I have a general question on what is the proper way to manage your compile and deployment jar dependencies. I typically lay out the dev directories like the following for a simple library/application.
Calculator src test build lib …
There are many ways to do this, but this is my typical layout for generic projects. My question revolves around the lib directory. I typically place jars that my project is dependent on in the lib directory (log4j, etc.) So at compile time I can set my various paths as lib\log4j.jar or something like that. Now when we create a distributable package, I have tended to mirror this layout.
dist Calculator.jar lib log4j.jar addition.jar subtraction.jar
This allows me to either setup a script that sets my classpath relative to where the main jar, or I can setup the classpath in the manifest for the main jar ( Calculator.jar in this case ) This may or may not be the best way to do this, but it has worked for me and seems to be the accepted way of dealing with dependencies by other developers I have talked to about this.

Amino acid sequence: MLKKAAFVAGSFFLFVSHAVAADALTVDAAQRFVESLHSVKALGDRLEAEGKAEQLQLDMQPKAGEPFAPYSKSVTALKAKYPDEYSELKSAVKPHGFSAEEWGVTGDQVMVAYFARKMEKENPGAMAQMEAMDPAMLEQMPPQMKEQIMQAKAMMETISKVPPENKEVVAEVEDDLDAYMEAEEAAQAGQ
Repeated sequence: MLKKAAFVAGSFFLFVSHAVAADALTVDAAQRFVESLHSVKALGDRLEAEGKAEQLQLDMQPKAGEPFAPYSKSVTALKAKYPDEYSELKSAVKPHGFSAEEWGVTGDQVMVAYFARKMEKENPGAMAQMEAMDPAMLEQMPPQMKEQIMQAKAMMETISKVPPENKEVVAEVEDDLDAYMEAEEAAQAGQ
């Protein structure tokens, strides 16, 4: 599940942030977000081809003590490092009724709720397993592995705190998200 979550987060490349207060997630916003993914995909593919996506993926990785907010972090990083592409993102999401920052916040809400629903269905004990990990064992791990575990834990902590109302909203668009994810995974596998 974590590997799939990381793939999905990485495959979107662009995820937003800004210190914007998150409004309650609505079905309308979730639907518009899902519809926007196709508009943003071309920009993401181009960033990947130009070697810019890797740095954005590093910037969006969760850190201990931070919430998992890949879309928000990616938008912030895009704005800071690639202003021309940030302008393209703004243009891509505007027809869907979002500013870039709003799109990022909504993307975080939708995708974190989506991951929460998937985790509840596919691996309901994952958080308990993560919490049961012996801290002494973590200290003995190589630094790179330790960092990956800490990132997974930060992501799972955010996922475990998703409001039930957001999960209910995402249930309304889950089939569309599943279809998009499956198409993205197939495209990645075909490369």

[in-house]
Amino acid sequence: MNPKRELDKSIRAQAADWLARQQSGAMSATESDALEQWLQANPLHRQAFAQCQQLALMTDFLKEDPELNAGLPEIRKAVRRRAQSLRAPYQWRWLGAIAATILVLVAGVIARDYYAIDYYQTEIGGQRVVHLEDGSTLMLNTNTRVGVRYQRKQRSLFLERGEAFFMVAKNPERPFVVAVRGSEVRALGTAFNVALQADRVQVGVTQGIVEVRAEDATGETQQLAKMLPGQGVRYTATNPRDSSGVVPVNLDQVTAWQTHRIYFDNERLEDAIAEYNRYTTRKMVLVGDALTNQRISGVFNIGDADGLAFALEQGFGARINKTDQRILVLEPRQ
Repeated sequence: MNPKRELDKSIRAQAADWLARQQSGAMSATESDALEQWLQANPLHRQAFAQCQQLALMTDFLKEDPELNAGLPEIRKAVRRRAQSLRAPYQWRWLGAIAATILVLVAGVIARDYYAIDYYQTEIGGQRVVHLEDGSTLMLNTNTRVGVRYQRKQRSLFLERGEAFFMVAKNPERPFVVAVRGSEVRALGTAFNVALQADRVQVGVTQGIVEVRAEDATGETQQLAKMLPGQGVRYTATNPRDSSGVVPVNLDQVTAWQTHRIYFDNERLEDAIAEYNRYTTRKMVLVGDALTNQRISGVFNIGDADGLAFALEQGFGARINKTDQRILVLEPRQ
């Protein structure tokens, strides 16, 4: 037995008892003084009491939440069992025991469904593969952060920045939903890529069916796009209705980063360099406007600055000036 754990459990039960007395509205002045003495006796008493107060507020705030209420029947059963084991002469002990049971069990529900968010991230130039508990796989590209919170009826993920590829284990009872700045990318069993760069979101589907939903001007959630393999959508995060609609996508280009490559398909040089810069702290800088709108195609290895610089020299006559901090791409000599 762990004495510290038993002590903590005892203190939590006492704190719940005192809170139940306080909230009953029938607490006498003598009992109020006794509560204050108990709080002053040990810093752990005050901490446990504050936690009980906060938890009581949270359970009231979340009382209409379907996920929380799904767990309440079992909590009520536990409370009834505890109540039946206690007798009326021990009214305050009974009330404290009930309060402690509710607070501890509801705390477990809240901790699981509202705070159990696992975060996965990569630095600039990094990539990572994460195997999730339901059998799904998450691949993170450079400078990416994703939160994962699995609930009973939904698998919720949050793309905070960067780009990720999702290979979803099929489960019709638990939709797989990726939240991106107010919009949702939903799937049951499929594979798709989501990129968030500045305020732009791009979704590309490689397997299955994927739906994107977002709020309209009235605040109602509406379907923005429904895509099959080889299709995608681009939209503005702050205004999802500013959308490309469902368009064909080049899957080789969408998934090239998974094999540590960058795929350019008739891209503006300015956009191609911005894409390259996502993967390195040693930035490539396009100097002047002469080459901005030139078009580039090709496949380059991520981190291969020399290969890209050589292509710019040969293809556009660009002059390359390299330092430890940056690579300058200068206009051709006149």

My question comes when I then want to create a new project that makes use of some other project that I have laid out this way.
So let’s say I want to create a new calculator project that uses the Calculator project from the sample above. If I follow the same layout, I would get something like the following:
dist ScentificCalculator.jar lib Calculator.jar lib Log4j.jar addition.jar subtraction.jar
Of course, this could get out of hand the deeper your dependency tree is:
SuperWhizBangCalculator.jar lib ScientificCalculator.jar lib Calculator.jar lib log4j.jar addition.jar subtraction.jar
Another option would be to flatten out the tree:
SuperWhizBangCalculator lib ScientificCalculator.jar Calculator.jar log4J.jar addition.jar subtraction.jar
But something just does not seem right about this. You lose the structure that tells you what libraries go with which component that you are dependent on. So I was wondering if there is a community driven standard way of doing this, with the understanding that there is never a once size fits all.
Thanks for the time...